In May of last year, Fusilier Drummer Lee Rigby was murdered in the streets of London by two British extremists. It was an incident that shocked London, the United Kingdom and the entire global community. In an eerily similar incident this past Monday, Warrant Officer Patrice Vincent was killed after being run over by a Canadian extremist in Quebec; another solider who was also struck remains hospitalized. Raising tensions yet higher, Wednesday saw the death of Cpl. Nathan Cirillo, who was standing guard at the National War Memorial in the Canadian capital, at the hands of yet another extremist. The extremist proceeded to run into the House of Commons and fire several more shots, injuring three others, before being gunned down by the Sergeant-at-arms.
In all three cases, the extremists were raised in the West in Christian families. Somewhere along the line, they converted to Islam, and further along the line, they took to jihadist extremism. These men turned against their families, their friends and their country. They somehow found it within themselves to also turn against the very individuals who have put their lives on the line to defend their families, their friends and their country.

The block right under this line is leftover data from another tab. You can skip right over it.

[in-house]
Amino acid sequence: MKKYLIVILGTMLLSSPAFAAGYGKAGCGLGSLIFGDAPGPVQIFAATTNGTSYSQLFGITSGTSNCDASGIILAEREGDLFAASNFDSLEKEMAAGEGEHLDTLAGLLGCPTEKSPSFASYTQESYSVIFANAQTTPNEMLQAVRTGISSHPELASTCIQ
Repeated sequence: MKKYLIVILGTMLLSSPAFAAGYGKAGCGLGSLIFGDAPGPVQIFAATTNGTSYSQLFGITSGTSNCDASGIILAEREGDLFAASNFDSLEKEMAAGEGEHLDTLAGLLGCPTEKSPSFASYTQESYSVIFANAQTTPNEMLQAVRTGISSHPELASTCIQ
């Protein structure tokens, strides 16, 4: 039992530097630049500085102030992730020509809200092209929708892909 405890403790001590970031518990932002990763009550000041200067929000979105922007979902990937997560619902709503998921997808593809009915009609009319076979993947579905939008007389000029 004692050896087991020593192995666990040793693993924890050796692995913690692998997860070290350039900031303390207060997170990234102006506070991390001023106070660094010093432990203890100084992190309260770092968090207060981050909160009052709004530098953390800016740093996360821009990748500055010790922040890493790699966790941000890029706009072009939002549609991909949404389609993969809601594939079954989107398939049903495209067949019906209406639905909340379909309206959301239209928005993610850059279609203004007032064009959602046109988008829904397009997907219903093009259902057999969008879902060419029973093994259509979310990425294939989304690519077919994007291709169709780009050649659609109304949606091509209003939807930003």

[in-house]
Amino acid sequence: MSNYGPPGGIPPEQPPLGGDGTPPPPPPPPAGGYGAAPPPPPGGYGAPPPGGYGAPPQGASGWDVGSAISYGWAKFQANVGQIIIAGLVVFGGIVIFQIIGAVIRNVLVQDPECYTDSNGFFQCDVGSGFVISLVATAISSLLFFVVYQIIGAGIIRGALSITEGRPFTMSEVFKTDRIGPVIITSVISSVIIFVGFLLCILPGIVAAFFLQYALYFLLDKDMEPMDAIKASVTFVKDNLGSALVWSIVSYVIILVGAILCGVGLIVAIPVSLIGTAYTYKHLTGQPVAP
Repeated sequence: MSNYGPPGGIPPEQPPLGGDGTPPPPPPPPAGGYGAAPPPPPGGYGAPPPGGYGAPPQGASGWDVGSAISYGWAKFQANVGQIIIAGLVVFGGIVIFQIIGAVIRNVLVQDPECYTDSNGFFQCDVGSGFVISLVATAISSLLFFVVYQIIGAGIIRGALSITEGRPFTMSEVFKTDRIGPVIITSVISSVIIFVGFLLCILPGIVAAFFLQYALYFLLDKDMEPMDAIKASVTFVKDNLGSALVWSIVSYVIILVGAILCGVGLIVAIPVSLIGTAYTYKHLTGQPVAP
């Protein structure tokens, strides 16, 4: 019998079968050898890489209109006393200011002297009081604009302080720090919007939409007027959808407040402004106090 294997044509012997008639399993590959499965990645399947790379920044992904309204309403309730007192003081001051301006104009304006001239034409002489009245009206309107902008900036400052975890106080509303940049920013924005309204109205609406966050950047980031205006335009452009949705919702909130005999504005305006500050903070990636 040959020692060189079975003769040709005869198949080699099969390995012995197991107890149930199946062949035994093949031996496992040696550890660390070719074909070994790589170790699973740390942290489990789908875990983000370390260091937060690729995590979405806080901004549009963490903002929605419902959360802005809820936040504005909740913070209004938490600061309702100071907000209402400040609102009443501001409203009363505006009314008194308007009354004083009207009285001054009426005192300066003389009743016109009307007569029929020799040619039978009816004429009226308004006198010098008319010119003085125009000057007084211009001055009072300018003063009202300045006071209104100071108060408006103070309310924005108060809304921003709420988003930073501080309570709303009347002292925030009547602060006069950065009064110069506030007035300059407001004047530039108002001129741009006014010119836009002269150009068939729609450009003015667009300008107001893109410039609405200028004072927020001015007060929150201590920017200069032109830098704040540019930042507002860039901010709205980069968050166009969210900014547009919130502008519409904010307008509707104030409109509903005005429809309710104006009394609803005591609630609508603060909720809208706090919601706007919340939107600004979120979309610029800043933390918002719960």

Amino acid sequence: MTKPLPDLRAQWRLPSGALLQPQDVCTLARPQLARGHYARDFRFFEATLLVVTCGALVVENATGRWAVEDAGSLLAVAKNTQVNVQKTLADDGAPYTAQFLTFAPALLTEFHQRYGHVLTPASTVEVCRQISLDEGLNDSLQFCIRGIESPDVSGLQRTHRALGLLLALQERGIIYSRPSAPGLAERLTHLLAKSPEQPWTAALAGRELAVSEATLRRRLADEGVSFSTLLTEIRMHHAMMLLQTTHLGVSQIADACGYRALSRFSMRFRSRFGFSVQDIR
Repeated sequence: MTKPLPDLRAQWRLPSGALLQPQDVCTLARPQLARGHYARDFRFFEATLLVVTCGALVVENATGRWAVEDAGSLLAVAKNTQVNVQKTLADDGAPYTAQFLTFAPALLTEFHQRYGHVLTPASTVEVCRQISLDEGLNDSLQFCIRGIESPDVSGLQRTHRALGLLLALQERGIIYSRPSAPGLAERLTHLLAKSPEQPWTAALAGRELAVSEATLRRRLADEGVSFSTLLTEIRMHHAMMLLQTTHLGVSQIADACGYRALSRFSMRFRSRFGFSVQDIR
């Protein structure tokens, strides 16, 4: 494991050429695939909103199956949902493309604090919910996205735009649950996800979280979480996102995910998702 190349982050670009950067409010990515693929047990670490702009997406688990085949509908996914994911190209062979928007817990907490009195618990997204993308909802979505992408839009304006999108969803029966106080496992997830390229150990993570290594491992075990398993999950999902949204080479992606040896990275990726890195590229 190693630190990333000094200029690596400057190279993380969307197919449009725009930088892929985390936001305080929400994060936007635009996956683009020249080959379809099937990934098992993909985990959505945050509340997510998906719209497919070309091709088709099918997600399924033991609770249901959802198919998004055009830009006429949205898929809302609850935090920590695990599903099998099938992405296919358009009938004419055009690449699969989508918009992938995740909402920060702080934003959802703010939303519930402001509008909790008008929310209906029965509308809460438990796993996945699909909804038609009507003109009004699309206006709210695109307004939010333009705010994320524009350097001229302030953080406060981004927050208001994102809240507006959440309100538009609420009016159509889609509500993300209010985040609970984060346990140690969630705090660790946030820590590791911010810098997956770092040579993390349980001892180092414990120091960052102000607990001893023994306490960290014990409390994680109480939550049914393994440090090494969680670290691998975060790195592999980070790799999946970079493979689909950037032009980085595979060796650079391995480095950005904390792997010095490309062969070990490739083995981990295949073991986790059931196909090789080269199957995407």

While Canada has faced several domestic terror threats in the past, they've largely been thwarted by security forces. Following the attack in Ottawa, Canadian Prime Minister Stephen Harper acknowledged "Canada is not immune to the types of terrorist attacks that we have seen elsewhere around the world', but he added, '...Canada will never be intimidated. "
Although the incident in London last year and these two incidents in Canada share many similarities, there is one stark difference. Whilst past domestic terror attacks in the West were often influenced by general jihadist ideology yet isolated from larger outfits - as in the case of London - these new episodes seem to be very much connected to a terribly conspicuous terrorist organization.
While it may be more comforting to consider these men but lone wolves acting upon their own deranged ideas, that no longer seems to be the case. In this age of social media and easily accessible information in which we live, it is no longer necessary for contact to be made for a message to be passed on.
Last month, ISIS spokesperson Abu Muhammad Adnani, in a 42-minute audio taped message, unambiguously called for attacks against Canadians. He went on to specifically ask supporters to single out a victim and "run him over with your car."
Martin "Ahmad" Rouleau, who converted to Islam about an year ago, and started embracing jihadist ideology around April or May (even professing his admiration and support for ISIS on his Facebook account) seems to have followed Adnani's orders to a tee when he ran over two Canadian soldiers on Monday.